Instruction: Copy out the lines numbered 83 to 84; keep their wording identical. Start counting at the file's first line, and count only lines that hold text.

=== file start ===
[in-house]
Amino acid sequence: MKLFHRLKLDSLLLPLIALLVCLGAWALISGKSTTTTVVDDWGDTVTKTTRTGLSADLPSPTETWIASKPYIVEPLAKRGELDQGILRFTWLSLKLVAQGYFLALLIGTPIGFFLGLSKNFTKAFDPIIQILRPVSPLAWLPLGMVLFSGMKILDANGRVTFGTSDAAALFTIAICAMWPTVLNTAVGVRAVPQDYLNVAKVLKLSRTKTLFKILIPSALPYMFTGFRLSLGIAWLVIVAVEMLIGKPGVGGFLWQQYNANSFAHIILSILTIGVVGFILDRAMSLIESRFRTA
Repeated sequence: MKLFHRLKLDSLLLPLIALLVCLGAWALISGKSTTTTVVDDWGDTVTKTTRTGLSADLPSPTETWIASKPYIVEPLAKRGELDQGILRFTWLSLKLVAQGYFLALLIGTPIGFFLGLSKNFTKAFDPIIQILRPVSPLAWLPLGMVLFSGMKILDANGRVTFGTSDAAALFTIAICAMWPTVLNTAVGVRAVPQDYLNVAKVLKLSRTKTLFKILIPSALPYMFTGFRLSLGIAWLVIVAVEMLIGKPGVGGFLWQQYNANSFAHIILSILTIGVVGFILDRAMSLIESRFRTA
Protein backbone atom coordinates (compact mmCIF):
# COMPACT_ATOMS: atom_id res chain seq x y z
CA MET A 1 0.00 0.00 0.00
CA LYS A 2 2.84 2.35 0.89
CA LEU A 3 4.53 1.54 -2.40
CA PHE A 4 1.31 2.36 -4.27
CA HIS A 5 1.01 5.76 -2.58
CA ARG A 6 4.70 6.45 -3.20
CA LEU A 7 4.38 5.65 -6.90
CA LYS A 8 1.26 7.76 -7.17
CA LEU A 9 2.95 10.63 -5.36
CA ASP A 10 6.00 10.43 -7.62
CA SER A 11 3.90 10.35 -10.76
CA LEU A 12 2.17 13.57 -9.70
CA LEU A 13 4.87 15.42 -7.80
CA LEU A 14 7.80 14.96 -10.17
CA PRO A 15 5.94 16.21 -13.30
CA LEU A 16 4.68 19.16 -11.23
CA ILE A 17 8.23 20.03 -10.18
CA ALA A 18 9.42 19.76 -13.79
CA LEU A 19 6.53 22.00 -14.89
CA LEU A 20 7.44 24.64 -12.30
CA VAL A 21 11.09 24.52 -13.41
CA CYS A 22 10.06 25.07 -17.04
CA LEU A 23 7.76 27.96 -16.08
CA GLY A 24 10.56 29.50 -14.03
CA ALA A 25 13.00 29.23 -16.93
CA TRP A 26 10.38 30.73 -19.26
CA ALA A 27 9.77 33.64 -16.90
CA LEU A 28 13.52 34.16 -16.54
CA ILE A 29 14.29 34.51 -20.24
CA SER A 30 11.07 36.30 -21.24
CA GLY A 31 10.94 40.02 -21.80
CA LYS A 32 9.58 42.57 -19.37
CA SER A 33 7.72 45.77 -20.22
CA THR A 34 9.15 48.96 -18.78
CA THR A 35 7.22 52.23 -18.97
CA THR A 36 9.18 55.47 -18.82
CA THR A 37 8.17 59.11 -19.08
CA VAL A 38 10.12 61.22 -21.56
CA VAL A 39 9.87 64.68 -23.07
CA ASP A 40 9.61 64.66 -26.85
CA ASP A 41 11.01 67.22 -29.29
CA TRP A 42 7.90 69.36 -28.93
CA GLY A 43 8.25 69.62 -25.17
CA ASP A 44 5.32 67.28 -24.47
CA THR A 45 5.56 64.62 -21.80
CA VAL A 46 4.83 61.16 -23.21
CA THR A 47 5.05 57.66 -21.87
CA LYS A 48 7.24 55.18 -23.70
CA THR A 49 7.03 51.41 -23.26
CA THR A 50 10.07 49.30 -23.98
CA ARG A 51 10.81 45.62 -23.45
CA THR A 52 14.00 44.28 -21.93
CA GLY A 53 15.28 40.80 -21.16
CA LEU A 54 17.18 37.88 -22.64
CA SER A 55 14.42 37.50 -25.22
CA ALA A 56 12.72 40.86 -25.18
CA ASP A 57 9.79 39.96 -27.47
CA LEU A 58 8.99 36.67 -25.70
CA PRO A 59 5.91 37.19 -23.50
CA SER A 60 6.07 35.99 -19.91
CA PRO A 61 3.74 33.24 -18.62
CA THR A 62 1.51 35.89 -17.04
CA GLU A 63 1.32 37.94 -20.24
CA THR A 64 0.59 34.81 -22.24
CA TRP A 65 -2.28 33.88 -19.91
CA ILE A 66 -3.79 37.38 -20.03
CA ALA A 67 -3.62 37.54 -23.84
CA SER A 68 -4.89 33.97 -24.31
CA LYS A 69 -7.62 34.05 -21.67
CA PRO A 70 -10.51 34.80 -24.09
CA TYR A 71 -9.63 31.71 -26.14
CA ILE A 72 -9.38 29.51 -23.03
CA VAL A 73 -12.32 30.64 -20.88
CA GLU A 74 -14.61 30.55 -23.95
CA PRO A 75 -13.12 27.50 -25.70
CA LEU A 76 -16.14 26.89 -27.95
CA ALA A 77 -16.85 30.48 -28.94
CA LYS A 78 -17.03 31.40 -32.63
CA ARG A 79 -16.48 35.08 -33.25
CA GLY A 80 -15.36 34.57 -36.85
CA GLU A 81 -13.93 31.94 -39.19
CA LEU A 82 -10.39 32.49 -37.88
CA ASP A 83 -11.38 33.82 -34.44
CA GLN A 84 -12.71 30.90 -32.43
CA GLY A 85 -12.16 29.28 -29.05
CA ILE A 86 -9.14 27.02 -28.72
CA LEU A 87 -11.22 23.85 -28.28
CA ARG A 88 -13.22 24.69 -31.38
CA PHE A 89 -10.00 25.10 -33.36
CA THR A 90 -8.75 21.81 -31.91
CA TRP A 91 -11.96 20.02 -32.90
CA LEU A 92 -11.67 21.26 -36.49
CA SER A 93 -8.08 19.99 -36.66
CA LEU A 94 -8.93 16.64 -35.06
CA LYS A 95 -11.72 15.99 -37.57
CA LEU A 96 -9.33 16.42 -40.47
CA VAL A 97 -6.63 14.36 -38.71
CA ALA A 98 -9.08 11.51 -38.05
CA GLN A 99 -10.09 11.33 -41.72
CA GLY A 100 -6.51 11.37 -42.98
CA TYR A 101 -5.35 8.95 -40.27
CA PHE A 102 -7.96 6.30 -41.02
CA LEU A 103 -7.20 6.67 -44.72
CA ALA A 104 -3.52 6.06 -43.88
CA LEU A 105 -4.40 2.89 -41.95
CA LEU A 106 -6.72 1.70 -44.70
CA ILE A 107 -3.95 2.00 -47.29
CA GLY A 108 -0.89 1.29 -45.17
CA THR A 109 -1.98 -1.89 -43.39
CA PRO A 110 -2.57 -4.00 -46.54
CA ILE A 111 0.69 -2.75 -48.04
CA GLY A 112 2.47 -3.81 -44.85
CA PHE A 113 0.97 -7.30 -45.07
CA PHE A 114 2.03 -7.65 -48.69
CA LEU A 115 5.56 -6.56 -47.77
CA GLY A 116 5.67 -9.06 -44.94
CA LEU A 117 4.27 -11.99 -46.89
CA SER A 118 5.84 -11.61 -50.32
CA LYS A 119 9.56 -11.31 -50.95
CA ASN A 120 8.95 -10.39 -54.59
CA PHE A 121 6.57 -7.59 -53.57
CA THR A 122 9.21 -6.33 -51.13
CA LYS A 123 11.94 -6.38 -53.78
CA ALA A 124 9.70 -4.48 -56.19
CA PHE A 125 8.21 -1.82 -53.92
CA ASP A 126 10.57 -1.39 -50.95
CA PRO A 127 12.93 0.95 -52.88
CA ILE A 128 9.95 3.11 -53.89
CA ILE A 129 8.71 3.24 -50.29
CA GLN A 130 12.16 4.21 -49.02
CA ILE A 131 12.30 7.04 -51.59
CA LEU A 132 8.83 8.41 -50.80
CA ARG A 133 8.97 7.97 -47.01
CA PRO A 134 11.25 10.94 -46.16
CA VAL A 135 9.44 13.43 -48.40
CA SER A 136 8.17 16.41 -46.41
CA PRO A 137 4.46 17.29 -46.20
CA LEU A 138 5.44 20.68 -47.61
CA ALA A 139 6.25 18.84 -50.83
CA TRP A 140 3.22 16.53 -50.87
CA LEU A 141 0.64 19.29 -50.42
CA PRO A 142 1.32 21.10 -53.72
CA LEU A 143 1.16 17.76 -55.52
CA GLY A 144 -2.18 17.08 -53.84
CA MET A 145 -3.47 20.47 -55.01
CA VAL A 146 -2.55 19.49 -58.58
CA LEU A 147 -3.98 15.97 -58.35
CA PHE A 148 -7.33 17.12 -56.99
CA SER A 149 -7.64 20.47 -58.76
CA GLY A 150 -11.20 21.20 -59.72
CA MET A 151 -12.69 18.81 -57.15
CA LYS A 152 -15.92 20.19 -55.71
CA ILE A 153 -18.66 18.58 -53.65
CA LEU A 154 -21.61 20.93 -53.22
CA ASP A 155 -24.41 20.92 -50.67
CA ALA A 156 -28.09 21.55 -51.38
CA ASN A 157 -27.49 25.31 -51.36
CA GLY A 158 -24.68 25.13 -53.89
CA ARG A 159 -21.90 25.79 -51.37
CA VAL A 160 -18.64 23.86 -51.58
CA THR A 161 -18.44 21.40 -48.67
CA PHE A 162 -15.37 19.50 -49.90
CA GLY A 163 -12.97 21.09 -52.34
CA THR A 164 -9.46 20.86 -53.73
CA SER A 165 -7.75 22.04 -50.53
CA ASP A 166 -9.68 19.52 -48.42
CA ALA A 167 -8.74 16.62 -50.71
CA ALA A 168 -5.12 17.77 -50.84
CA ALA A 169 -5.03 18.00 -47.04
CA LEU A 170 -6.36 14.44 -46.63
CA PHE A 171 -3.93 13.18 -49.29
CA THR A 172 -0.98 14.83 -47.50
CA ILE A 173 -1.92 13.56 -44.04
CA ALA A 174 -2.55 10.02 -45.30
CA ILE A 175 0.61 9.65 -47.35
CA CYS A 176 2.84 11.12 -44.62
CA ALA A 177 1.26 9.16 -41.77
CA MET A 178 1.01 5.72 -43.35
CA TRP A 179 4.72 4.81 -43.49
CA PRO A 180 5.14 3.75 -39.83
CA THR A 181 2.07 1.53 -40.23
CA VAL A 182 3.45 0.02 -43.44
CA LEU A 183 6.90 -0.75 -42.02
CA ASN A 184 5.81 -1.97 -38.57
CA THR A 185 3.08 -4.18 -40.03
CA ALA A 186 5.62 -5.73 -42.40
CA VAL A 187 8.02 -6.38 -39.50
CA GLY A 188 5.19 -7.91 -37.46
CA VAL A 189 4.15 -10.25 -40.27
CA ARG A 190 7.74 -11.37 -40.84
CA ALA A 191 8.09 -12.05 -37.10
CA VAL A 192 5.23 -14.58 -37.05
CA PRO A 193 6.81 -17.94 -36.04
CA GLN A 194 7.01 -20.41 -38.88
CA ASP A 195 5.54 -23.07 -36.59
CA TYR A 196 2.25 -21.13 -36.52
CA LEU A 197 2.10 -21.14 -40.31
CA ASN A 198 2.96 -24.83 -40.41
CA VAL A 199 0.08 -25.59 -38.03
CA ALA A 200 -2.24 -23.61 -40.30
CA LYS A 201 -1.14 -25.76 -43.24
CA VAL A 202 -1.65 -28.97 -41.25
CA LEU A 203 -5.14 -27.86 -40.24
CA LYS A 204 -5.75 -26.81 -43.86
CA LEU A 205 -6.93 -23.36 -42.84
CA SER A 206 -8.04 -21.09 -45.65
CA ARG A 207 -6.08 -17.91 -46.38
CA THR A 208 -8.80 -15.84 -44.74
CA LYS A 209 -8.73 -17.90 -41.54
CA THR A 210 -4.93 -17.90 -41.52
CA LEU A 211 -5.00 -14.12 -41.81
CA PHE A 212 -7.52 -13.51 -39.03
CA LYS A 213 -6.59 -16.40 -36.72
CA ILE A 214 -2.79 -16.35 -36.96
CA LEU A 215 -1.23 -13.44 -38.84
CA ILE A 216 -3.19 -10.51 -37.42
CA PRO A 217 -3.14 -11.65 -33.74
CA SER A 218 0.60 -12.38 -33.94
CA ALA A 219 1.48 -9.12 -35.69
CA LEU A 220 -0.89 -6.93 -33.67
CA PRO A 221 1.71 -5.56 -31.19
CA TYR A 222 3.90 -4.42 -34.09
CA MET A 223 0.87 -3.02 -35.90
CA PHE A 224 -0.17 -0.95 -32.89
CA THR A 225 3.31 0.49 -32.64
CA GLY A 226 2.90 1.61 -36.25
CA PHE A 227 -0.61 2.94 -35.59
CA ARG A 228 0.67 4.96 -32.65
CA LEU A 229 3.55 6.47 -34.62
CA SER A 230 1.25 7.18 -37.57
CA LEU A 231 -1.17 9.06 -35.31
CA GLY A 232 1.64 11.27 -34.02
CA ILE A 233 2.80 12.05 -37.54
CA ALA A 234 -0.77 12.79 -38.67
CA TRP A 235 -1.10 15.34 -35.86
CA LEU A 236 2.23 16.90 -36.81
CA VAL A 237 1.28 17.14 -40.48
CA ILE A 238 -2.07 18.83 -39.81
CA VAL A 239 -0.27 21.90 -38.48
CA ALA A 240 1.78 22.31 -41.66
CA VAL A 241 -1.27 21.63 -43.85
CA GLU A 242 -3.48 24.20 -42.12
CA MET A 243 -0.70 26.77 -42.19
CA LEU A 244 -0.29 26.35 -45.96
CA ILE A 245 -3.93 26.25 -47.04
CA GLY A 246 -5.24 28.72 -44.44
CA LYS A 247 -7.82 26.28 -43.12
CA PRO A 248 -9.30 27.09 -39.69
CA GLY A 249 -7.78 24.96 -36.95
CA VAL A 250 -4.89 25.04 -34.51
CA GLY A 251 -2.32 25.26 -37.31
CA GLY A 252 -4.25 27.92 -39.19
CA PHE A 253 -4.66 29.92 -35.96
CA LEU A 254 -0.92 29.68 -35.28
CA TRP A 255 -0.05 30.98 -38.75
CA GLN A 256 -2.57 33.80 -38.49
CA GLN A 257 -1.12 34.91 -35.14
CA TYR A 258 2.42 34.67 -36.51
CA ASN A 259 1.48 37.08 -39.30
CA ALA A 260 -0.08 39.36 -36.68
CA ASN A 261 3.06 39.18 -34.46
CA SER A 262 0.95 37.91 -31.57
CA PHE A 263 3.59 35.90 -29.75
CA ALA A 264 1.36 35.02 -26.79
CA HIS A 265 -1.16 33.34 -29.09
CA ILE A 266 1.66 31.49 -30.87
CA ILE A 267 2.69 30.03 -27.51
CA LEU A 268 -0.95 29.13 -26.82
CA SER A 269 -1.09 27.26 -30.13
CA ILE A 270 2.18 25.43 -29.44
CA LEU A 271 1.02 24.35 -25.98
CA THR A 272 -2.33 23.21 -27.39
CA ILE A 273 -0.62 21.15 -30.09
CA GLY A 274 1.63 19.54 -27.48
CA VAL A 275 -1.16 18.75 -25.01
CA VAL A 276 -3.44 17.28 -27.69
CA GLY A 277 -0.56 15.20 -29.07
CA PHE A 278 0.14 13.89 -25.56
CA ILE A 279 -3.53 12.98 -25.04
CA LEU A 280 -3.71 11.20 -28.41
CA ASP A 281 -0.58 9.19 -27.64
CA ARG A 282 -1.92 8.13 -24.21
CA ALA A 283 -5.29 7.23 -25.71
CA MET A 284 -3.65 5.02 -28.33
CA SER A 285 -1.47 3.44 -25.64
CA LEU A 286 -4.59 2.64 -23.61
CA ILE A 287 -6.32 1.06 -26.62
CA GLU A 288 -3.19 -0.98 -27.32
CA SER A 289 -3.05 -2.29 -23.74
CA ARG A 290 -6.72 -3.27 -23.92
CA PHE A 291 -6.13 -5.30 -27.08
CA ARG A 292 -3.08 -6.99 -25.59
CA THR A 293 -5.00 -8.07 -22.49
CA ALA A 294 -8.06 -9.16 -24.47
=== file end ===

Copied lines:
CA LYS A 78 -17.03 31.40 -32.63
CA ARG A 79 -16.48 35.08 -33.25